Finding seats for the High Holys

This time of the year, I always get a few calls from suburban Jews wondering where they can go to High Holy Day services.

Even though there are dozens of vast synagogues up and down the LoHud, probably half the Jews in the region are unaffiliated. Maybe more.

It can be hard to get tickets for Rosh Hashanah and Yom Kippur, especially without having to pluck down several hundreds bucks.

Here’s a couple of ideas:

tjndc5-5bhypj3d6w2zm5626jw_layout.jpgA New Rochelle rabbi named Mathew Hoffman has been running High Holy Day services for years, open to any and all. He offers educational programs, too. It’s all known as The Flame (you may have seen the ads in the Journal News over the years.)

He’s changed locations several times for the High Holys, but this year he’ll be offering services at the brand, spanking new Young Israel of New Rochelle.

There is no charge, although a donation is requested to cover expenses. You can check service times and make reservations at his website. (That’s Hoffman outside the kosher Chinese restaurant in New Ro where he held services the past couple of years.)

Also, Reconstructionist synagogues in New York and Jersey have set aside seats for High Holy Day services for unaffiliated Jewish families.

You can read about the “Open Seats Campaign” here. For information, you can call 212-870-2484.

Synagogues taking part are Bet Am Shalom in White Plains, the Hebrew Congregation of Somers, Mvakshe Derekh in Scarsdale, and the Mishkan Ha’am group in Yonkers, which will hold services at the Park Hill Raquet Club.

What is Reconstructionist Judaism, you ask. Here is an explanation from the Jewish Reconstructionist Federation:

Reconstructionist Judaism is a progressive, contemporary approach to Jewish life which integrates a deep respect for traditional Judaism with the insights and ideas of contemporary social, intellectual and spiritual life.

Judaism as the Culture of the Jewish People

For Reconstructionists, Judaism is more than Jewish religion; Judaism is the entire cultural legacy of the Jewish people. Religion is central; Jewish spiritual insights and religious teachings give meaning and purpose to our lives. Yet our creativity as expressed through art, music and drama, languages and literature, and our relationship with the land of Israel itself are also integral parts of Jewish culture. Each of these aspects provides a gateway into the Jewish experience that can enrich and inspire us.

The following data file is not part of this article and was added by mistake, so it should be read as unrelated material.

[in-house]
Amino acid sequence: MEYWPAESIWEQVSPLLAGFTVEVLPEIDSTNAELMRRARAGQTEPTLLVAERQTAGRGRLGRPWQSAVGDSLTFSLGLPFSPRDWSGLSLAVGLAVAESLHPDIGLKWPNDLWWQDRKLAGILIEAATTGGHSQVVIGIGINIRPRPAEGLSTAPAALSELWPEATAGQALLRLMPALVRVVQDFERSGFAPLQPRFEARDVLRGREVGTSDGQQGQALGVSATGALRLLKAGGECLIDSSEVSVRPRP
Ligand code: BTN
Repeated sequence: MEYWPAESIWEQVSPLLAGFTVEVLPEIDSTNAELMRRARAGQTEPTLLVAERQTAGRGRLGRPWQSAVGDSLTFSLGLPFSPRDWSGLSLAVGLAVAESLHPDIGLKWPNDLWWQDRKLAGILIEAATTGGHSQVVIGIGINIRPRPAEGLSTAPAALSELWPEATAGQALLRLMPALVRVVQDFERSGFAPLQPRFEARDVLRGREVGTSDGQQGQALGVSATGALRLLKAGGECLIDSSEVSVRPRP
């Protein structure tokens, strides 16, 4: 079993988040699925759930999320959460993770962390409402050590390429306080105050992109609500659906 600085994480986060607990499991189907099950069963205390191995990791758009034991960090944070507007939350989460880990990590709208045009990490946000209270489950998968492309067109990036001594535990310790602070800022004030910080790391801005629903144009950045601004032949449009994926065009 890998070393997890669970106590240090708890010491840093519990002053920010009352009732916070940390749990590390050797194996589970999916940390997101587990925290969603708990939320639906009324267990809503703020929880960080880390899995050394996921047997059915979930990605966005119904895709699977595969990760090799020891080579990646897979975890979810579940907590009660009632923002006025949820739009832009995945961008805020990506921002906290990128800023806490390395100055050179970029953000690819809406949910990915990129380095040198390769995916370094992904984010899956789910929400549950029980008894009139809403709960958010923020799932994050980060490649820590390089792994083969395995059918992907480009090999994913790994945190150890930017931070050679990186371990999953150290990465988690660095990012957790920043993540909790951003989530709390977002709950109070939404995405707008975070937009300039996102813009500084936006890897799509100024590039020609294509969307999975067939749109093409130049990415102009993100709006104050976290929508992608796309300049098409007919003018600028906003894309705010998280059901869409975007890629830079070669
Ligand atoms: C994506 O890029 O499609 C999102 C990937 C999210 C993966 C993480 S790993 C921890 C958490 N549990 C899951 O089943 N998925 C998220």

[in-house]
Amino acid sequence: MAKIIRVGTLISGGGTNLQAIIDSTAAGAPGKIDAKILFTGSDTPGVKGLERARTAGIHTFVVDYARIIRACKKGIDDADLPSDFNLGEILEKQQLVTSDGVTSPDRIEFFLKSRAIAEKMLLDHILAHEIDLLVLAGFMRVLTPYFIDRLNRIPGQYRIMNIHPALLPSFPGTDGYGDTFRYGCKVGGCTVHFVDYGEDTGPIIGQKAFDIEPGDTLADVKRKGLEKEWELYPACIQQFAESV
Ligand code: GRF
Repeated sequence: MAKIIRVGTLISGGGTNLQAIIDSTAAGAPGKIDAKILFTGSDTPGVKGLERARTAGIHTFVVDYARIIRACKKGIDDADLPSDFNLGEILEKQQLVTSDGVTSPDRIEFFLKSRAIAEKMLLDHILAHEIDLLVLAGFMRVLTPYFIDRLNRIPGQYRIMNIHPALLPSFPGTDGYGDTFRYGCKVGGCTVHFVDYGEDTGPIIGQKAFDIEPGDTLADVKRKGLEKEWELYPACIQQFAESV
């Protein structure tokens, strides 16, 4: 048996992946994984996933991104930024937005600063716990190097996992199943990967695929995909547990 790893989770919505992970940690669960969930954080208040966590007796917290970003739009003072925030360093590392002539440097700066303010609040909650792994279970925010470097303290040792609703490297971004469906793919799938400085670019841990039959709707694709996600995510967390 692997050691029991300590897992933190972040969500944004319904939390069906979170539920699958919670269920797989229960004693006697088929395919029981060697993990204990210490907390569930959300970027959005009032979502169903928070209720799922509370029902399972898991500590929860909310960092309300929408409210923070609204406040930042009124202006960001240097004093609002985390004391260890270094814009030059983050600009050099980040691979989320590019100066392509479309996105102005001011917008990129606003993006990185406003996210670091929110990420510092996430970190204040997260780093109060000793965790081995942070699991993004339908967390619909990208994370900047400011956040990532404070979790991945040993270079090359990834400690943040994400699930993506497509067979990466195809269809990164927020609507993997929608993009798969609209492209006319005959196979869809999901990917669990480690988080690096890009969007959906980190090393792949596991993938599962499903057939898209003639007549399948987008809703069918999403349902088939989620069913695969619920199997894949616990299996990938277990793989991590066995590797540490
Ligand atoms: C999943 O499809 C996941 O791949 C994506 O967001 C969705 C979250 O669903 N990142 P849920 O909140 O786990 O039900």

Community as Cornerstone

While deeply connected to the historical experience of the Jewish people, we find a profound sense of belonging in our contemporary communities as well. This connection often leads to increased ritual observance and experimentation with the ritual rhythms of Jewish life. We find meaning in rediscovering the richness of traditional ritual and creating new observances which respond to our contemporary communal and personal cycles.

Reconstructionist communities are characterized by their respect for such core values as democratic process, pluralism, and accessibility. In this way, they create participatory, inclusive, egalitarian communities committed to exploring Jewish life with dedication, warmth and enthusiasm.

Maryknoll Youth Day on Saturday

A reminder: Maryknoll will hold its big “Youth Day” THIS Saturday, Sept. 20.

It will be an all-day affair, from 1 to 8 p.m. at the Maryknoll HQ in Ossining, 55 Ryder Road.

From all I’ve heard, it promises to be something special.

David Ushery and Monica Morales from NBC News will host, along with the terribly funny Lino Rulli — known far and wide as The Catholic Guy — from the Catholic Channel on SIRIUS Satellite Radio.